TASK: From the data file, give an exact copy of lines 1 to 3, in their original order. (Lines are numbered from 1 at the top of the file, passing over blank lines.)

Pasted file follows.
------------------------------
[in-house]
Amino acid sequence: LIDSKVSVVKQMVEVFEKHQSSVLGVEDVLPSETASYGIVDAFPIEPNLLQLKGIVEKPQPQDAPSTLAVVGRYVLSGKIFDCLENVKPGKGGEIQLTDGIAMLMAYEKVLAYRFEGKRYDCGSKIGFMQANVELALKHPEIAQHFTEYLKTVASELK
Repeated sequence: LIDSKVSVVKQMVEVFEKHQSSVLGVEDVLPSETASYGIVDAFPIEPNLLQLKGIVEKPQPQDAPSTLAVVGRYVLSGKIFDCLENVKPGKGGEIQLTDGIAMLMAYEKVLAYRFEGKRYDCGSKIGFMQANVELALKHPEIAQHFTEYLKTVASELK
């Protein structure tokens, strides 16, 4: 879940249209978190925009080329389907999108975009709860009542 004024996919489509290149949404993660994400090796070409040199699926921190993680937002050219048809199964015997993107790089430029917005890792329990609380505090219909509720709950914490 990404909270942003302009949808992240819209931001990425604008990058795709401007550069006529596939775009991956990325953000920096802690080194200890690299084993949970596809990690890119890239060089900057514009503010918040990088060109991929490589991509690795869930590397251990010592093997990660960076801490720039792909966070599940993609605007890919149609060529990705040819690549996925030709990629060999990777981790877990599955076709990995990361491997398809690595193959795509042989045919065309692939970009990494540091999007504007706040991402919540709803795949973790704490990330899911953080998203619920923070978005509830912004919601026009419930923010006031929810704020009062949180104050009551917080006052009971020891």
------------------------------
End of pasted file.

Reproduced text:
[in-house]
Amino acid sequence: LIDSKVSVVKQMVEVFEKHQSSVLGVEDVLPSETASYGIVDAFPIEPNLLQLKGIVEKPQPQDAPSTLAVVGRYVLSGKIFDCLENVKPGKGGEIQLTDGIAMLMAYEKVLAYRFEGKRYDCGSKIGFMQANVELALKHPEIAQHFTEYLKTVASELK
Repeated sequence: LIDSKVSVVKQMVEVFEKHQSSVLGVEDVLPSETASYGIVDAFPIEPNLLQLKGIVEKPQPQDAPSTLAVVGRYVLSGKIFDCLENVKPGKGGEIQLTDGIAMLMAYEKVLAYRFEGKRYDCGSKIGFMQANVELALKHPEIAQHFTEYLKTVASELK